A close look at regenerative agriculture in Ontario


Originally published in Block Talk, a publication from our friends at the Ontario Independent Meat Processors. Read it here.
The local food movement is growing rapidly, and at the Culinary Tourism Alliance, we have made supporting this movement a badge of honour through our Feast On® certification program, recognizing businesses committed to sourcing Ontario grown and produced food and drink. This growth is partially due to growing concern among consumers over the environmental impact of their purchases. A 2017 study by Cone Communications found that 87% of those surveyed would buy a product with a social and environmental benefit if given the opportunity, and 92% will be more likely to trust a company that supports social or environmental issues. Leadership was also highly valued in this study, with 63% of respondents hopeful that businesses will take the lead to drive social and environmental change moving forward, in the absence of government regulation.
While proximity (lower carbon footprint due to shipping) is an important factor for the environmentally-conscious consumer, regenerative agriculture is another way farms are becoming more transparent and environmentally friendly.  Regenerative agriculture is a farm management style that is not only sustainable but improves the land for future generations. Treating the farm as a holistic ecosystem, it aims to increase biodiversity using sustainable farming techniques such as diverse livestock integration, minimizing soil disturbance and waste, soil coverage, and crop diversity for the betterment of the land. Using this approach, farms can improve the water and mineral cycle, and reduce the impact of climate change through carbon capture. While there is an overall philosophy for regenerative agriculture – the specific implementation varies from location to location and farm to farm.  In Ontario, VG Meats and Kendal Hills Farm are a couple of local examples of regenerative farms. VG Meats use a symbiotic relationship between their beef cattle and chickens – living on the same pasture, the chickens stimulate healthy grass growth through soil disturbance and nutrient-rich manure. The cows then graze and trample the grass, promoting the growth of bacteria, fungi, and earthworms for healthy soil. VG Farms believes that regenerative agriculture provides the best possible product while conserving the integrity of the land, and reducing their overall environmental impact.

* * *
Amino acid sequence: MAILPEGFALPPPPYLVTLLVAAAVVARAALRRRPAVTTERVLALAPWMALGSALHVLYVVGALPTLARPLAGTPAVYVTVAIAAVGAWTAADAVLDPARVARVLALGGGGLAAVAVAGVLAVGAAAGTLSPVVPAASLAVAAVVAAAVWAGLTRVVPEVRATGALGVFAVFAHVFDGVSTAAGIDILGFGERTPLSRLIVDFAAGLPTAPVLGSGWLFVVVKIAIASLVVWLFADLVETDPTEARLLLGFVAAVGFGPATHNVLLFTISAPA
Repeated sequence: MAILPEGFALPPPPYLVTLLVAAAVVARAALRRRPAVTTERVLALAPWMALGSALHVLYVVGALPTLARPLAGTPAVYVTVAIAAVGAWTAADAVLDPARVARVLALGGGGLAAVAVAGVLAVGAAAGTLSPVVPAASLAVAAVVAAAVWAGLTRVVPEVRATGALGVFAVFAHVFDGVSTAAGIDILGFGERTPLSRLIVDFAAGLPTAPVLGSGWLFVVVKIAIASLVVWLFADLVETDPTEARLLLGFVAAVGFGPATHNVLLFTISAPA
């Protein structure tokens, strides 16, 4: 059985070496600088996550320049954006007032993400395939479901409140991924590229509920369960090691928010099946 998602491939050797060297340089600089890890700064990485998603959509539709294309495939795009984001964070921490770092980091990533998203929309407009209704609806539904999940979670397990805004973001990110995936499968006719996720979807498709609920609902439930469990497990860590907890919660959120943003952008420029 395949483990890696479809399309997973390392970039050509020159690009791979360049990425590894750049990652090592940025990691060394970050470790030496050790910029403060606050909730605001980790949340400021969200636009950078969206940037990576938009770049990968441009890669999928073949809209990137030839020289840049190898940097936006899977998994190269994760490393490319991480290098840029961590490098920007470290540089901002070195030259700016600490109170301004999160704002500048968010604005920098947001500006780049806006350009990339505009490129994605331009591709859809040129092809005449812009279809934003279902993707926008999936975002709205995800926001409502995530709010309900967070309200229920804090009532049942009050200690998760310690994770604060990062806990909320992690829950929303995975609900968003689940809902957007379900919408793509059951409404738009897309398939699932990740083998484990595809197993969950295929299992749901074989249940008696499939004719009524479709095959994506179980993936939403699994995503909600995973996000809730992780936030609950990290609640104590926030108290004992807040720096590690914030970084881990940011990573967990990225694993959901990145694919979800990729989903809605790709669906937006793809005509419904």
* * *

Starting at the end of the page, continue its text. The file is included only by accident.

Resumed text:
Kendal Hills Farm is located in the ecologically sensitive Oak Ridges Moraine, where Emily & Dave farm pasture-raised fowl and other livestock utilizing the principles of regenerative agriculture to increase yield and improve the overall health of their farm and ecosystem around it.  Both of these farms are part of our preferred purveyor program, bridging the gap between businesses that source local Ontario grown ingredients, and the suppliers and distributors that produce them. We’ve created a network of like-minded businesses to foster relationships and grow Ontario’s food and drink sector. Environmentally responsible food production is also becoming increasingly important in farm to table Culinary Tourism, and regenerative agriculture practices provide a mutually beneficial relationship between the land, environment, farmers, animals, and consumers. We’re here to celebrate Ontario’s rich agricultural landscape, and share the stories behind it.

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